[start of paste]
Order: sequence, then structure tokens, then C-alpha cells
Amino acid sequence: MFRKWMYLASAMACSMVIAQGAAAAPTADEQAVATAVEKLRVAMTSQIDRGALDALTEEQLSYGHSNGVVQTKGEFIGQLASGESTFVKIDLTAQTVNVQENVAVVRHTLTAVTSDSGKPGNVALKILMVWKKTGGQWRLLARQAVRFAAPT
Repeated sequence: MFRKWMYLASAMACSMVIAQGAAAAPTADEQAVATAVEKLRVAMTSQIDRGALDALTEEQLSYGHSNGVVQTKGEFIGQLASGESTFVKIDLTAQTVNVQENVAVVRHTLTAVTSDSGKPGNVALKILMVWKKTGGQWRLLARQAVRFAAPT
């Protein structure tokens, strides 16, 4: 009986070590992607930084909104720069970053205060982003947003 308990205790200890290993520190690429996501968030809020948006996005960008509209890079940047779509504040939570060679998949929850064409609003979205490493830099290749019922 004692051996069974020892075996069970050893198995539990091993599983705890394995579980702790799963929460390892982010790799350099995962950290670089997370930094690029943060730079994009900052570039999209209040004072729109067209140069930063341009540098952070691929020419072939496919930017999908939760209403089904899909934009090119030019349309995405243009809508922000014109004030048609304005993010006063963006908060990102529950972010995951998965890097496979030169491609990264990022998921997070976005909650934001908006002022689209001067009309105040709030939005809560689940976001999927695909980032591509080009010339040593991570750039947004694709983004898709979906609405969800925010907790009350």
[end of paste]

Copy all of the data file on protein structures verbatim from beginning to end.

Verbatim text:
Order: sequence, then structure tokens, then C-alpha cells
Amino acid sequence: MFRKWMYLASAMACSMVIAQGAAAAPTADEQAVATAVEKLRVAMTSQIDRGALDALTEEQLSYGHSNGVVQTKGEFIGQLASGESTFVKIDLTAQTVNVQENVAVVRHTLTAVTSDSGKPGNVALKILMVWKKTGGQWRLLARQAVRFAAPT
Repeated sequence: MFRKWMYLASAMACSMVIAQGAAAAPTADEQAVATAVEKLRVAMTSQIDRGALDALTEEQLSYGHSNGVVQTKGEFIGQLASGESTFVKIDLTAQTVNVQENVAVVRHTLTAVTSDSGKPGNVALKILMVWKKTGGQWRLLARQAVRFAAPT
């Protein structure tokens, strides 16, 4: 009986070590992607930084909104720069970053205060982003947003 308990205790200890290993520190690429996501968030809020948006996005960008509209890079940047779509504040939570060679998949929850064409609003979205490493830099290749019922 004692051996069974020892075996069970050893198995539990091993599983705890394995579980702790799963929460390892982010790799350099995962950290670089997370930094690029943060730079994009900052570039999209209040004072729109067209140069930063341009540098952070691929020419072939496919930017999908939760209403089904899909934009090119030019349309995405243009809508922000014109004030048609304005993010006063963006908060990102529950972010995951998965890097496979030169491609990264990022998921997070976005909650934001908006002022689209001067009309105040709030939005809560689940976001999927695909980032591509080009010339040593991570750039947004694709983004898709979906609405969800925010907790009350």